TUWANI, West Bank — The walk to school for five Palestinian children has become so dangerous they require an escort from Israeli soldiers and police.
Jewish settlers living along the path have repeatedly ambushed the young students, setting dogs on them, throwing stones and beating one 7-year-old girl with a stick until she bled, according to the children, their parents, their principal and human rights workers.
"It's rare that a day passes and there isn't an attempt to pick on the kids, or even worse, hurt them," said Omar Jundiyye, father of three of the children and the uncle of the other two.
The attacks began after the outbreak of Israeli-Palestinian fighting in 2000, when tensions between settlers and Palestinians in the West Bank rose considerably. Dozens of settlers have been killed in Palestinian shooting ambushes, while settlers on occasion clash with Palestinians and rampage through villages.
The staging ground for the children's misery is the ramshackle settlement outpost of Havat Maon, south of the Palestinian city of Hebron. Two months ago, Israeli forces decided to escort the students, after settlers also attacked international aid workers accompanying the youngsters.
On a recent day, the soldiers warmly greeted their five charges, between six and 12 years old, as they prepared to walk home on a road winding through the rocky, brush-covered hills of the southern West Bank.
In a tighter security convoy than many government officials get, an army jeep scouted the path, followed by two soldiers on foot flanking the children while a police jeep brought up the rear.
The children, carrying oversized backpacks emblazoned with cartoon characters, walked in silence as they approached a small clutch of trees that hides Havat Maon. "With the soldiers, at least sometimes I don't feel afraid," said 9-year-old Tarek Jundiyye.
But even the armed escorts have not completely stopped the harassment.
Harassment hasn't ended
As the children walked home one recent afternoon, a settler hiding in the trees screamed curses in Hebrew at them. A soldier stopped to yell back.
On another day, a settler waited for the soldiers to finish escorting the children and then harangued them for helping Arabs. Sometimes, the settlers throw stones, according to the children's families.
When asked about the attacks, a resident of Havat Maon, who only gave his name as Gilad, said by telephone: "This is our country, and they (Palestinians) have no right to be here." He then hung up.
The attacks appear part of broader tensions in the area. A land dispute between Palestinian shepherds and the Maon settlers turned violent in 1998, when hardline settler Dov Dribben was killed and a Palestinian was shot in chest.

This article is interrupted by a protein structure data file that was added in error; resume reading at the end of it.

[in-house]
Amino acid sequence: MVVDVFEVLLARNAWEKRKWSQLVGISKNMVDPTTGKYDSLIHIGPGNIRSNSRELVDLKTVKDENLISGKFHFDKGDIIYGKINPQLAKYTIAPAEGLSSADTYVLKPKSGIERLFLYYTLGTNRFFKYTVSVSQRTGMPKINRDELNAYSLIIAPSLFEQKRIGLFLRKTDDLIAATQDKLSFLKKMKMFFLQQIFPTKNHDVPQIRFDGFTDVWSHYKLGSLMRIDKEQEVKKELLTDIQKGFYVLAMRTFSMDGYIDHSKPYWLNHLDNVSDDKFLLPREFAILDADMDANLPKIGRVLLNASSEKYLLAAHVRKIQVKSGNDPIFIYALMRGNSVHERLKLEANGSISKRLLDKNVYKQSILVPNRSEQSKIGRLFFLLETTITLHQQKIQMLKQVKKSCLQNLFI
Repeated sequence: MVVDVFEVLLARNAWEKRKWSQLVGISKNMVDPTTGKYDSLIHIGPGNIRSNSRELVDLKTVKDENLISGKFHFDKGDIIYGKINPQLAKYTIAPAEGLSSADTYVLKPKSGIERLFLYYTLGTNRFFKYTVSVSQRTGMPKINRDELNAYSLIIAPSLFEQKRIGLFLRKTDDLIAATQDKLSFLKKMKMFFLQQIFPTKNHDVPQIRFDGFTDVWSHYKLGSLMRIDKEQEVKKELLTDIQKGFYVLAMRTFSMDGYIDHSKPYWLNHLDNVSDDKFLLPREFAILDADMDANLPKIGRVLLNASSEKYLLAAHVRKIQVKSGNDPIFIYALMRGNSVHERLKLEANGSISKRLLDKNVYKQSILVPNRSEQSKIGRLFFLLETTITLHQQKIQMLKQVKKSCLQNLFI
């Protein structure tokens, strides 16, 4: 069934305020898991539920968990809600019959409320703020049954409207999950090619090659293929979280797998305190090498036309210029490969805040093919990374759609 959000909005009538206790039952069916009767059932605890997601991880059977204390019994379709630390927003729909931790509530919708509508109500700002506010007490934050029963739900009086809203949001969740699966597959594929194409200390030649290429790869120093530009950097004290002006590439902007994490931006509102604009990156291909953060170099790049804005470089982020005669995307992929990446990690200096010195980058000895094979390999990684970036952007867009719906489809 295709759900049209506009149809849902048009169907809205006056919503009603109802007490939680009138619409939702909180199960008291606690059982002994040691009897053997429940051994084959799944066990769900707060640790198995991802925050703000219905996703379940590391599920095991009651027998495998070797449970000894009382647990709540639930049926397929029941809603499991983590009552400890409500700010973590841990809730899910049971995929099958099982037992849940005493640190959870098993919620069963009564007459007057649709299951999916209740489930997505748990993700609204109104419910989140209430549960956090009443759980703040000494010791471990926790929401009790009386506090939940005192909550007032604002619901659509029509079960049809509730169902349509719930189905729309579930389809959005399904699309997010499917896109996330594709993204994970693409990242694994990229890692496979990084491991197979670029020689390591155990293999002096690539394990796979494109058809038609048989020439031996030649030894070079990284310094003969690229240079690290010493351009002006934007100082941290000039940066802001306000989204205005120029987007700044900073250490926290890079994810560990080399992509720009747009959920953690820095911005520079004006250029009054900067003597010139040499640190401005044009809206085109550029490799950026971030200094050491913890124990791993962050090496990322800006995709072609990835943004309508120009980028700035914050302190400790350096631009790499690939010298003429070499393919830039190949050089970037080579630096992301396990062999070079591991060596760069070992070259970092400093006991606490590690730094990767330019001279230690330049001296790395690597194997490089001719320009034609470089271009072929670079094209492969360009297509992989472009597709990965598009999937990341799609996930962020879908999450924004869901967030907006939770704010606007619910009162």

The settlers later forced the villagers to stop using the road running past Havat Maon, the main passage in the area, Omar Jundiyye said. "They are trying to get every Arab to flee," he said.
Young children attacked
Before the fighting started, 20 children from the village of Tuba attended the nearby Tuwani Middle School. But most parents, fearing for their children's safety, switched schools, leaving only the Jundiyye children.
Mahmoud Mahamra, the school principal, flipped through a sheaf of reports he has filed to Palestinian education officials detailing the attacks:
- Sept. 17, 2001, settlers stoned the students and pointed a gun at them.
- Jan. 6, 2002, settlers set dogs on the children.
- Sept. 29, 2004, settlers beat a young girl with a stick.
The last attack, on Omar Jundiyye's 7-year-old daughter Mariam, occurred as the children were being escorted by a pair of foreign peace activists. The attackers, five masked young men, jumped out of the trees with chains and badly whipped the volunteers, according to Joe Carr, an official with the Christian Peacemaker Team, which organized the escorts.
One of the escorts was briefly hospitalized with a knee injury; the other spent weeks in the hospital recovering from broken ribs and a punctured lung, Carr said.
Less than two weeks later, eight settlers sprung from the trees again and attacked five escorts in a chaotic fracas that sent another activist, who was recording the attack on video, to the hospital, Carr said.
Soon after, the army and police began escorting the students.
Zviki Barchai, head of the local settlers' council, said anyone attacking the children should be arrested and stopped.
So far, one settler has been arrested and charged with attacking a policeman, said police spokesman Shlomi Sagi. Investigations into the other attacks — especially the beatings of the activists — are continuing, and police hope to make arrests soon, he said.
"We take this very seriously," Sagi said, "It is a big problem there."
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